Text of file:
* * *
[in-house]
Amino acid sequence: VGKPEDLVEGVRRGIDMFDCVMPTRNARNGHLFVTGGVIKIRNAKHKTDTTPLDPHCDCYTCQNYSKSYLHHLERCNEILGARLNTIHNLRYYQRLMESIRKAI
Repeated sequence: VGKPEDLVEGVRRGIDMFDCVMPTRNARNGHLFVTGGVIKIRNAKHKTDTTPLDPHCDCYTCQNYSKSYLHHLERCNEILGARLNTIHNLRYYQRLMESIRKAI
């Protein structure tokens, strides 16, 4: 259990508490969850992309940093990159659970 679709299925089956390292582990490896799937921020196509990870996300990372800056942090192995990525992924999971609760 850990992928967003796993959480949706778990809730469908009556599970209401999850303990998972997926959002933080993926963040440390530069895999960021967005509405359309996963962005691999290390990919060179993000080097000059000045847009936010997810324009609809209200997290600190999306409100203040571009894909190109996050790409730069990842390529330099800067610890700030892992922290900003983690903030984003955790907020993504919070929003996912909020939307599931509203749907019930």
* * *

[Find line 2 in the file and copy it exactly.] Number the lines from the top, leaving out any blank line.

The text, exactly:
Amino acid sequence: VGKPEDLVEGVRRGIDMFDCVMPTRNARNGHLFVTGGVIKIRNAKHKTDTTPLDPHCDCYTCQNYSKSYLHHLERCNEILGARLNTIHNLRYYQRLMESIRKAI